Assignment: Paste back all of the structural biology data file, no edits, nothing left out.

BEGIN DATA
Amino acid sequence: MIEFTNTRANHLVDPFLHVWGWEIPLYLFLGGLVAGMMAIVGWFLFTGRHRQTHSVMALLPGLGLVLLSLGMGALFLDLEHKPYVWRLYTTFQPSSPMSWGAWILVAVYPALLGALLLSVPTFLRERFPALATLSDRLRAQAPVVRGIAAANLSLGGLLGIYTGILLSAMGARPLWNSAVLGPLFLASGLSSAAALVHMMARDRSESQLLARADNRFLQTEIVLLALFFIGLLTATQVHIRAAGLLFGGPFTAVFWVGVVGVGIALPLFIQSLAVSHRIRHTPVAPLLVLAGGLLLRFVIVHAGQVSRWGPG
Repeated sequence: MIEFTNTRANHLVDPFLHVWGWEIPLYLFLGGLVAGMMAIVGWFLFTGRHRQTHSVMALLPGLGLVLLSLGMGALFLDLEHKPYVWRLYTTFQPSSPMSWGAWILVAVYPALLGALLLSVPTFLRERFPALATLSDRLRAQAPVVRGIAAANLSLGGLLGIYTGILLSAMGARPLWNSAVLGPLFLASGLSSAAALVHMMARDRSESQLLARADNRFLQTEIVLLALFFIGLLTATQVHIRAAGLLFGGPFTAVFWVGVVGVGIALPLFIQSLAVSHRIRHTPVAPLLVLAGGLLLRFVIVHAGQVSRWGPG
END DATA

Amino acid sequence: MIEFTNTRANHLVDPFLHVWGWEIPLYLFLGGLVAGMMAIVGWFLFTGRHRQTHSVMALLPGLGLVLLSLGMGALFLDLEHKPYVWRLYTTFQPSSPMSWGAWILVAVYPALLGALLLSVPTFLRERFPALATLSDRLRAQAPVVRGIAAANLSLGGLLGIYTGILLSAMGARPLWNSAVLGPLFLASGLSSAAALVHMMARDRSESQLLARADNRFLQTEIVLLALFFIGLLTATQVHIRAAGLLFGGPFTAVFWVGVVGVGIALPLFIQSLAVSHRIRHTPVAPLLVLAGGLLLRFVIVHAGQVSRWGPG
Repeated sequence: MIEFTNTRANHLVDPFLHVWGWEIPLYLFLGGLVAGMMAIVGWFLFTGRHRQTHSVMALLPGLGLVLLSLGMGALFLDLEHKPYVWRLYTTFQPSSPMSWGAWILVAVYPALLGALLLSVPTFLRERFPALATLSDRLRAQAPVVRGIAAANLSLGGLLGIYTGILLSAMGARPLWNSAVLGPLFLASGLSSAAALVHMMARDRSESQLLARADNRFLQTEIVLLALFFIGLLTATQVHIRAAGLLFGGPFTAVFWVGVVGVGIALPLFIQSLAVSHRIRHTPVAPLLVLAGGLLLRFVIVHAGQVSRWGPG